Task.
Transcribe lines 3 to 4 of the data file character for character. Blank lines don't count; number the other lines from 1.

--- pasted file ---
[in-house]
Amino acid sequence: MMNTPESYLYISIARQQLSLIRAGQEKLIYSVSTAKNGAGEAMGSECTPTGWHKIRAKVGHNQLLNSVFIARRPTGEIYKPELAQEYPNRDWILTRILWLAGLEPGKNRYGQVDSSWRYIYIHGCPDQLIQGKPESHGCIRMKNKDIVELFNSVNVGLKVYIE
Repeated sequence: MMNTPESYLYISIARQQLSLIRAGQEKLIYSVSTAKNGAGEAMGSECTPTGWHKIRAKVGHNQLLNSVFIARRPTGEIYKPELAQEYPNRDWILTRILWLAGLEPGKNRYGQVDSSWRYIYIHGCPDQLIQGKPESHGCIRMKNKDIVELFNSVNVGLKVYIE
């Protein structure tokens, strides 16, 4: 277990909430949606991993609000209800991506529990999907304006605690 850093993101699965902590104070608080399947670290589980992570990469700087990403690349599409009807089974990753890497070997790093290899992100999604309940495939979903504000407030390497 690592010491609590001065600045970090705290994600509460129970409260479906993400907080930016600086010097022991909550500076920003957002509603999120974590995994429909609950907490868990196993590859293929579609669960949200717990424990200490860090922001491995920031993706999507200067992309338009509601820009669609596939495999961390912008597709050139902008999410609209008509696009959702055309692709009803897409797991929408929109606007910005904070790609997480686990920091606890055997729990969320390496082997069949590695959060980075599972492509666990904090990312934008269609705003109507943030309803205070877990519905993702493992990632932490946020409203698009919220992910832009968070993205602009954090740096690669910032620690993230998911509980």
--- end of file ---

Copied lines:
Repeated sequence: MMNTPESYLYISIARQQLSLIRAGQEKLIYSVSTAKNGAGEAMGSECTPTGWHKIRAKVGHNQLLNSVFIARRPTGEIYKPELAQEYPNRDWILTRILWLAGLEPGKNRYGQVDSSWRYIYIHGCPDQLIQGKPESHGCIRMKNKDIVELFNSVNVGLKVYIE
């Protein structure tokens, strides 16, 4: 277990909430949606991993609000209800991506529990999907304006605690 850093993101699965902590104070608080399947670290589980992570990469700087990403690349599409009807089974990753890497070997790093290899992100999604309940495939979903504000407030390497 690592010491609590001065600045970090705290994600509460129970409260479906993400907080930016600086010097022991909550500076920003957002509603999120974590995994429909609950907490868990196993590859293929579609669960949200717990424990200490860090922001491995920031993706999507200067992309338009509601820009669609596939495999961390912008597709050139902008999410609209008509696009959702055309692709009803897409797991929408929109606007910005904070790609997480686990920091606890055997729990969320390496082997069949590695959060980075599972492509666990904090990312934008269609705003109507943030309803205070877990519905993702493992990632932490946020409203698009919220992910832009968070993205602009954090740096690669910032620690993230998911509980």